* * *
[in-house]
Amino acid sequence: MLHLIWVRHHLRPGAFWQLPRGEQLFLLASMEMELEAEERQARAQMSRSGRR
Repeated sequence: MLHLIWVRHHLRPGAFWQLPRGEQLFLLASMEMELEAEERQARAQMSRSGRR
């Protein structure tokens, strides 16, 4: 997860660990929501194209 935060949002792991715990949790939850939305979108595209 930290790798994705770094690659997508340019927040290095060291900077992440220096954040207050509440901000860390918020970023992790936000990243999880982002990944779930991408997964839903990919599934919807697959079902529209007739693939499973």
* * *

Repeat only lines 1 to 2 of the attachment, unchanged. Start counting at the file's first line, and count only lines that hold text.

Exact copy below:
[in-house]
Amino acid sequence: MLHLIWVRHHLRPGAFWQLPRGEQLFLLASMEMELEAEERQARAQMSRSGRR